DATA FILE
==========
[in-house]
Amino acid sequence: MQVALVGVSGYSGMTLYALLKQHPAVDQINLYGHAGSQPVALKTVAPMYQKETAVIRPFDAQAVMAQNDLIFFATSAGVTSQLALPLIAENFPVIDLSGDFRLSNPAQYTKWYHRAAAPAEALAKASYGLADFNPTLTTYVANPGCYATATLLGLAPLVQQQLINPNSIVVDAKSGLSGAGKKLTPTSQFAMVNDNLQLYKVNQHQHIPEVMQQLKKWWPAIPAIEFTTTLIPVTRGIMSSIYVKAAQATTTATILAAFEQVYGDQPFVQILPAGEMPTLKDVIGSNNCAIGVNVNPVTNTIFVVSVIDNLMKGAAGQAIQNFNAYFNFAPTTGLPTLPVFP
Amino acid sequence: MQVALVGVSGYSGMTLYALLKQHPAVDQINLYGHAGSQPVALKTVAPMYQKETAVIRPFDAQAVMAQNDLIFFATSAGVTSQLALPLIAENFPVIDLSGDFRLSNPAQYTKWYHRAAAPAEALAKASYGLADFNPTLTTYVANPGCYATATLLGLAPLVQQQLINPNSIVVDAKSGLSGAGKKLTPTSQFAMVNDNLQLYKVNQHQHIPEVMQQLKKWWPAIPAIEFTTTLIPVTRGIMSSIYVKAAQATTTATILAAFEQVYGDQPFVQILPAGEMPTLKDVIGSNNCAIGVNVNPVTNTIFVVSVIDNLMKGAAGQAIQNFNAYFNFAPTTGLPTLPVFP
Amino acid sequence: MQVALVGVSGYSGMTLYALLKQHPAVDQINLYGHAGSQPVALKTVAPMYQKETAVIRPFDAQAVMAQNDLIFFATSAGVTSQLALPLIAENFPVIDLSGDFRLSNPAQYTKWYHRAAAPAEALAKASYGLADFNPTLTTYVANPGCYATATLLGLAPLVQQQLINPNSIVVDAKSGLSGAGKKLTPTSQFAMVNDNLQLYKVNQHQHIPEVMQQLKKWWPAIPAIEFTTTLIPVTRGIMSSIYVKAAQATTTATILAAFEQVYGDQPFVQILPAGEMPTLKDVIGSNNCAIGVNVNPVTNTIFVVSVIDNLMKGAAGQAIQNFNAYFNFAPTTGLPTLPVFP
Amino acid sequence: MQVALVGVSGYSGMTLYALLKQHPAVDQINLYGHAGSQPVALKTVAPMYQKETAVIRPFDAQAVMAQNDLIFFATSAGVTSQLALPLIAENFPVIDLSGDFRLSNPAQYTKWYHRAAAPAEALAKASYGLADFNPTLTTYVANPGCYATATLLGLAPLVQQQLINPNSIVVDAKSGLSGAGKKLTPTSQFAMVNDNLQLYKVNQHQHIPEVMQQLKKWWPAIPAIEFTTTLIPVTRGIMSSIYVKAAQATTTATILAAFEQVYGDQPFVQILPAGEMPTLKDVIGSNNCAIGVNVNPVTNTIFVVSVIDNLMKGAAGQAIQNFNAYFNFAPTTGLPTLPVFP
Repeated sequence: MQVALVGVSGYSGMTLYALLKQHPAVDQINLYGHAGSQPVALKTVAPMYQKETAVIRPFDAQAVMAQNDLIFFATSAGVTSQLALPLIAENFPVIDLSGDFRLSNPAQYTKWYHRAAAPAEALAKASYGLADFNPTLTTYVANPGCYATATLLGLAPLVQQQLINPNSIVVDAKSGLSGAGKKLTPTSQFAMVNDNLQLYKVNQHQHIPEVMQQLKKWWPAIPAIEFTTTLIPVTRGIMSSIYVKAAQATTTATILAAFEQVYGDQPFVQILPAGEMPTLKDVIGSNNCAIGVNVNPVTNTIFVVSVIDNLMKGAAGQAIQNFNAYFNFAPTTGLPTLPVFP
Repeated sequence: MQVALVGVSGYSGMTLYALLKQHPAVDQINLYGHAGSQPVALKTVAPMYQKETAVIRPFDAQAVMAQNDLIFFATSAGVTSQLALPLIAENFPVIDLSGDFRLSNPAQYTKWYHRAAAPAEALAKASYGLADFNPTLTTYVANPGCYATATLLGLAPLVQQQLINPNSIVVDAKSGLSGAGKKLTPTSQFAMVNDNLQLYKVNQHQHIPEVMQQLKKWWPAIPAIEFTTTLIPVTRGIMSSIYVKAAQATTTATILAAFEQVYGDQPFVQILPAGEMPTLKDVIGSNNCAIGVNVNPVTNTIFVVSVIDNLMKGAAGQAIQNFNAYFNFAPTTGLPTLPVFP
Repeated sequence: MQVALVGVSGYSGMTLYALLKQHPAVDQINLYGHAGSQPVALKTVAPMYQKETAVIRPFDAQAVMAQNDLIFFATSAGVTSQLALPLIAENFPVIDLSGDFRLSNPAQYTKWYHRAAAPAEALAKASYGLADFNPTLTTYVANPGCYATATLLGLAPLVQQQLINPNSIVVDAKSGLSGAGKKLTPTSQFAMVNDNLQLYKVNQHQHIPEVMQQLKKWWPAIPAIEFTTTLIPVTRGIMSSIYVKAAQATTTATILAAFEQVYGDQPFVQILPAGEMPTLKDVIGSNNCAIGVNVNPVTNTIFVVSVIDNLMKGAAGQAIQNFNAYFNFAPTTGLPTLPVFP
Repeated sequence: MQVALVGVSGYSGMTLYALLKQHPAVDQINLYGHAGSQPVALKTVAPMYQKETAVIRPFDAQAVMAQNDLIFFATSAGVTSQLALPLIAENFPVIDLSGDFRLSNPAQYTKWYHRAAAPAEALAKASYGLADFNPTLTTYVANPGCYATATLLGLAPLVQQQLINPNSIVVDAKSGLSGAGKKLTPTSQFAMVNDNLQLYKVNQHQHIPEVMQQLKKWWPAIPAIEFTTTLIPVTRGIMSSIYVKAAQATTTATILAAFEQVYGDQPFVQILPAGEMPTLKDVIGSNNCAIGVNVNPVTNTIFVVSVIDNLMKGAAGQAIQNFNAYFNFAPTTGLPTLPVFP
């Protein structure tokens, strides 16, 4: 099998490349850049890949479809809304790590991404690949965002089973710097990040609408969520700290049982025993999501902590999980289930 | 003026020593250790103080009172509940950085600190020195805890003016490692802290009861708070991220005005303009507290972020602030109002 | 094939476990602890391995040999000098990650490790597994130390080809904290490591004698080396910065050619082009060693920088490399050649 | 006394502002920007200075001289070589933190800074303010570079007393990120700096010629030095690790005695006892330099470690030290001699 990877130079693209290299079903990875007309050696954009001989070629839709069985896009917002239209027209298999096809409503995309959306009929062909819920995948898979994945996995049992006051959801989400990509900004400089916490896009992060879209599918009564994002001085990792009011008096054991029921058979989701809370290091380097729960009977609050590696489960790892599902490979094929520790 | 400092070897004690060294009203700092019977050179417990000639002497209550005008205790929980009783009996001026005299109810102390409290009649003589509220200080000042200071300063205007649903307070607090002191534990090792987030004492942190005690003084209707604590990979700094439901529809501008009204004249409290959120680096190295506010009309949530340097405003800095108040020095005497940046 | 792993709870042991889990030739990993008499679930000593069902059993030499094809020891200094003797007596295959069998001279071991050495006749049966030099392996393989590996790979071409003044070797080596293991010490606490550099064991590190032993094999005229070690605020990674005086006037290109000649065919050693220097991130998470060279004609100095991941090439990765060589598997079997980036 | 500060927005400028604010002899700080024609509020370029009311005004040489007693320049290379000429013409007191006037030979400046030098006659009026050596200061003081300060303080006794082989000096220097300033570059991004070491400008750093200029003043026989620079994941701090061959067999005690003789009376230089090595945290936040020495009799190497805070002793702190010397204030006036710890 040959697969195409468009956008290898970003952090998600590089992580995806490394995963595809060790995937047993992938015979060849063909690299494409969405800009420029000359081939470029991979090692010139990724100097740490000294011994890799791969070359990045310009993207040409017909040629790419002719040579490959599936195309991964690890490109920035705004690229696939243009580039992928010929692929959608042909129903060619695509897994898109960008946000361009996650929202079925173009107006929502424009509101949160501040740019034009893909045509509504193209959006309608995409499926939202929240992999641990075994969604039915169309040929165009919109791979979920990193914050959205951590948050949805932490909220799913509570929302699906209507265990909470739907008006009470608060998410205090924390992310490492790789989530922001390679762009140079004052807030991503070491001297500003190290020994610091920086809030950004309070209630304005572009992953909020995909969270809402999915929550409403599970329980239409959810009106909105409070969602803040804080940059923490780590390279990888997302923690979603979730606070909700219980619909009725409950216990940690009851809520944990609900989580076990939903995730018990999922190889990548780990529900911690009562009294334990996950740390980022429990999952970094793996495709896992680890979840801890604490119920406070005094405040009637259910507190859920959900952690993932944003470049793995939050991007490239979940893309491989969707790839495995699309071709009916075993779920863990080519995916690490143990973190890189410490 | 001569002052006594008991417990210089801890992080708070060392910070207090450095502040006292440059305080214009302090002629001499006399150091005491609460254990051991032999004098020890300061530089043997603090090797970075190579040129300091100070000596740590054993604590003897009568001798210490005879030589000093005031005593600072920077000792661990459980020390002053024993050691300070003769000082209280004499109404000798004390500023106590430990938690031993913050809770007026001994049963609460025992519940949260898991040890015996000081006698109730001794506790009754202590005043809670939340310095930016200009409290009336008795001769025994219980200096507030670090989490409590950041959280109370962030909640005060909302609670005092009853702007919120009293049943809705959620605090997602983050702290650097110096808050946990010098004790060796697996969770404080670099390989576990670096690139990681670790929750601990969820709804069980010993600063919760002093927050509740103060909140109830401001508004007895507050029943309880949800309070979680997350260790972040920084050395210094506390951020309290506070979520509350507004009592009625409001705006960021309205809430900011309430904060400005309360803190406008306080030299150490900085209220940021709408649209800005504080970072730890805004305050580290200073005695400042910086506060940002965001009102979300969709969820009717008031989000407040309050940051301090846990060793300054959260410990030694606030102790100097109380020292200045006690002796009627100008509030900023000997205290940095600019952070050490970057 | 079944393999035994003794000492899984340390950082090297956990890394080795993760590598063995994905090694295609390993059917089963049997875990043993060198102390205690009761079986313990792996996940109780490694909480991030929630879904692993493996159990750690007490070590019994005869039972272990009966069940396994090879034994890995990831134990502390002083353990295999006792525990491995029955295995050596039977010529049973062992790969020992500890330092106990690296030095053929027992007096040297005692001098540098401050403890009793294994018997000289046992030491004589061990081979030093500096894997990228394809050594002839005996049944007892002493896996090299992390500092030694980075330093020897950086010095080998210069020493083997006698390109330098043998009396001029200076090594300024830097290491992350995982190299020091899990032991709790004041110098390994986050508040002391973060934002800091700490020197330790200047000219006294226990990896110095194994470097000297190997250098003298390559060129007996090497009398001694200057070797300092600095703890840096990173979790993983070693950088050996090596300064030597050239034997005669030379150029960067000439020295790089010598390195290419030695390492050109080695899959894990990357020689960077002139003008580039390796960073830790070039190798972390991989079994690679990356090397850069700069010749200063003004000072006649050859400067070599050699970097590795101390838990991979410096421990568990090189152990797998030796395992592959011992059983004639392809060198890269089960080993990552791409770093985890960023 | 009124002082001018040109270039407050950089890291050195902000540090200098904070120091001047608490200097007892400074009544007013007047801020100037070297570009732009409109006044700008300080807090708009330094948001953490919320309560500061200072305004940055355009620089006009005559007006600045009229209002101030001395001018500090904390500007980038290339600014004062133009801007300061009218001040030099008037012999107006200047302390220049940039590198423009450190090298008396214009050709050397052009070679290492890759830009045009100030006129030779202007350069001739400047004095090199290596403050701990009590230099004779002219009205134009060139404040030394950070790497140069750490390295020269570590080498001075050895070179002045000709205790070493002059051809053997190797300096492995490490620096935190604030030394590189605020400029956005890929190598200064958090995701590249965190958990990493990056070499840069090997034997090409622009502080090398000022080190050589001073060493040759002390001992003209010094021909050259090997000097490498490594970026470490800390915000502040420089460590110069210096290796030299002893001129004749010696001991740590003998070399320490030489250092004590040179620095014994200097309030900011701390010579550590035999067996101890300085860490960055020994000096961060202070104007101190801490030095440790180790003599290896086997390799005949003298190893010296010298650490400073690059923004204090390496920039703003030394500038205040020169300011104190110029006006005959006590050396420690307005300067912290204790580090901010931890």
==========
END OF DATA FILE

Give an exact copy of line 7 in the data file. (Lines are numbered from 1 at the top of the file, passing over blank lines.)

Repeated sequence: MQVALVGVSGYSGMTLYALLKQHPAVDQINLYGHAGSQPVALKTVAPMYQKETAVIRPFDAQAVMAQNDLIFFATSAGVTSQLALPLIAENFPVIDLSGDFRLSNPAQYTKWYHRAAAPAEALAKASYGLADFNPTLTTYVANPGCYATATLLGLAPLVQQQLINPNSIVVDAKSGLSGAGKKLTPTSQFAMVNDNLQLYKVNQHQHIPEVMQQLKKWWPAIPAIEFTTTLIPVTRGIMSSIYVKAAQATTTATILAAFEQVYGDQPFVQILPAGEMPTLKDVIGSNNCAIGVNVNPVTNTIFVVSVIDNLMKGAAGQAIQNFNAYFNFAPTTGLPTLPVFP